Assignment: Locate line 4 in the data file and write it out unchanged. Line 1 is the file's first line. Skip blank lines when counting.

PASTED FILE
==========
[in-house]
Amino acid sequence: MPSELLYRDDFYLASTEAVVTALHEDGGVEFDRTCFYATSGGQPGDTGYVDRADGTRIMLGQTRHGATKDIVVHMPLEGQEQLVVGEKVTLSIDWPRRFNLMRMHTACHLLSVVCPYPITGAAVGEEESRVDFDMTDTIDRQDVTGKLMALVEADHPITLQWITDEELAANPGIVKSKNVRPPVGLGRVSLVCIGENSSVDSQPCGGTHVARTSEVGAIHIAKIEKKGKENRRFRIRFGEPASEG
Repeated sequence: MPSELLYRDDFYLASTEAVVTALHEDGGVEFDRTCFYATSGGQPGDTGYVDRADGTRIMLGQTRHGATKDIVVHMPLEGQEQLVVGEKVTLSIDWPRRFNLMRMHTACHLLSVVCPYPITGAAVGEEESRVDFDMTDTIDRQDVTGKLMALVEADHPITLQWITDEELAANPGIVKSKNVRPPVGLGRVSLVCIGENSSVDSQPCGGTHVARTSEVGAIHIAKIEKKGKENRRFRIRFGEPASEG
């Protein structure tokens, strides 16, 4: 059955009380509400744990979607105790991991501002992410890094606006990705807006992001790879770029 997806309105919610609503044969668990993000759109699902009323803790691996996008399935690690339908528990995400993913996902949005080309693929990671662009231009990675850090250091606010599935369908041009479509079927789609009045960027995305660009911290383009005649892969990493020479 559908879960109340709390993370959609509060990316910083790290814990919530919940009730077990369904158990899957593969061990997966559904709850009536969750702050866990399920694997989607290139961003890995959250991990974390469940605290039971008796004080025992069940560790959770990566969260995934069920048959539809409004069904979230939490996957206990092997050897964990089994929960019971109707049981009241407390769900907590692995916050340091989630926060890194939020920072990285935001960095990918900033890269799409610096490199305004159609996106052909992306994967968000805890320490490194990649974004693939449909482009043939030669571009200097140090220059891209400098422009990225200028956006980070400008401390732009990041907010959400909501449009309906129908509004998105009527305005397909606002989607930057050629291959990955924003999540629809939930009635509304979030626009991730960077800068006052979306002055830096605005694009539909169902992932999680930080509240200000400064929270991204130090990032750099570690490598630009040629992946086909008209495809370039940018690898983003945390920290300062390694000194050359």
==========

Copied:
């Protein structure tokens, strides 16, 4: 059955009380509400744990979607105790991991501002992410890094606006990705807006992001790879770029 997806309105919610609503044969668990993000759109699902009323803790691996996008399935690690339908528990995400993913996902949005080309693929990671662009231009990675850090250091606010599935369908041009479509079927789609009045960027995305660009911290383009005649892969990493020479 559908879960109340709390993370959609509060990316910083790290814990919530919940009730077990369904158990899957593969061990997966559904709850009536969750702050866990399920694997989607290139961003890995959250991990974390469940605290039971008796004080025992069940560790959770990566969260995934069920048959539809409004069904979230939490996957206990092997050897964990089994929960019971109707049981009241407390769900907590692995916050340091989630926060890194939020920072990285935001960095990918900033890269799409610096490199305004159609996106052909992306994967968000805890320490490194990649974004693939449909482009043939030669571009200097140090220059891209400098422009990225200028956006980070400008401390732009990041907010959400909501449009309906129908509004998105009527305005397909606002989607930057050629291959990955924003999540629809939930009635509304979030626009991730960077800068006052979306002055830096605005694009539909169902992932999680930080509240200000400064929270991204130090990032750099570690490598630009040629992946086909008209495809370039940018690898983003945390920290300062390694000194050359």